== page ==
Y’all I’m layin’ it down! Here’s a guide to Off-Camera flash, because I get that sometimes it’s super tricky.
When using your DSLR flash camera in low light, it can be tempting to use the on-camera flash. But if you have, you’ve seen the ghastly results: a washed-out subject with harsh shadows and it’s just not the best.
The best way to fix this is with an off-camera flash.
Don’t be scared– if you’re looking for DSLR camera help, I got you!
An off-camera flash has three components:
Your speedlight or flash
DSLR flash camera
A speedlight is a flash that connects to your camera’s hotshoe (the metal square on the top of your camera). These usually use batteries and are quite an affordable option. If you’re a studio photographer, you might choose a large flash (that plugs into an outlet) on a stand.
To move your speedight off your camera or use a stand flash, you’ll need to connect them so the flash goes off when you snap your photo. Stand flashes have a small master that slides into your hotshoe and lets you control the flash wirelessly.
Perhaps the biggest benefit of using an off-camera flash is the control it gives you over your lighting. Do you want it under your subject, shining upwards for dramatic light? Or do you want softer side light? You can also point the flash away from the subject to bounce it off a wall or a reflector.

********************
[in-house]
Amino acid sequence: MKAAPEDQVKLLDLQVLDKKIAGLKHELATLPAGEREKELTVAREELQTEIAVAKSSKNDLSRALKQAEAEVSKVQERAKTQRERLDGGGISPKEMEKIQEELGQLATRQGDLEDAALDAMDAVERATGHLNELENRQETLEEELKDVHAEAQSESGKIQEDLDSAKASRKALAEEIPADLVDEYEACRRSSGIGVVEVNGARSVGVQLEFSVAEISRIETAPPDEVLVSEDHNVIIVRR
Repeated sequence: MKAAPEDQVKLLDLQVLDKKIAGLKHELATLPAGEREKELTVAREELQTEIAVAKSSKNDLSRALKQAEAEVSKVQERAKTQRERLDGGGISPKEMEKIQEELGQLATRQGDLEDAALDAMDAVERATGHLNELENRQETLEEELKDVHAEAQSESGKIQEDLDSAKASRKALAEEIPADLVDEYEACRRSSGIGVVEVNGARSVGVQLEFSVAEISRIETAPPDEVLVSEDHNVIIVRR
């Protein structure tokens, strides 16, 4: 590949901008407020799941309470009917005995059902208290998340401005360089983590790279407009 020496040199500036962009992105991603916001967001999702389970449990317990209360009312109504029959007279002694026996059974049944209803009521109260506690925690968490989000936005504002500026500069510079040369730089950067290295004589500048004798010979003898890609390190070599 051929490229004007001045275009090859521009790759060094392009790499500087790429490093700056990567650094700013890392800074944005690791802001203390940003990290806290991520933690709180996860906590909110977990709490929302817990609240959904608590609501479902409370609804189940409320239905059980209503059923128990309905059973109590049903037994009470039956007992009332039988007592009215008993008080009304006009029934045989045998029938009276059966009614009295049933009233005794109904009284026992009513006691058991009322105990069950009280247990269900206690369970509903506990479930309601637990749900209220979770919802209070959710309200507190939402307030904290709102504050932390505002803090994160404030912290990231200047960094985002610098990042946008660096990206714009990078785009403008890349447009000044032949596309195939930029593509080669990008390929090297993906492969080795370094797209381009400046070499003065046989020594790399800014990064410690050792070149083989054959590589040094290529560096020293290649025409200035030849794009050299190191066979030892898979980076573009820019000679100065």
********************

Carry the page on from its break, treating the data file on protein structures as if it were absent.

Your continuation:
When working with flashes indoors and outdoors, a light meter can give you so much DSLR help.
To use a light meter, you’ll need to start by putting your camera in manual mode; this gives you control of the shutter speed (how fast the shutter closes) and aperture (how wide or narrow the “pupil” of your camera is).
Shutter speed is usually listed as a fraction, as it’s a fraction of a second. Aperture readings are also called F-stops; they’re usually listed as f/ and then a number, like f/3.5. Check what these are on the camera and put them into the light meter.
A light meter will read the light coming from your flash and the light in the room and tell you where to put your shutter and aperture to get a good exposure.
They’re usually devices smaller than an iPhone. You hold it right in front of your subject with the white dome facing the camera and press the measure button. Then take the new readings on the meter and change your camera to match.
There is no shortage of DSLR camera help for those who want to work with off-camera flashes. When all else fails, check the manual for your camera and your light! You’ll find them illuminating ; )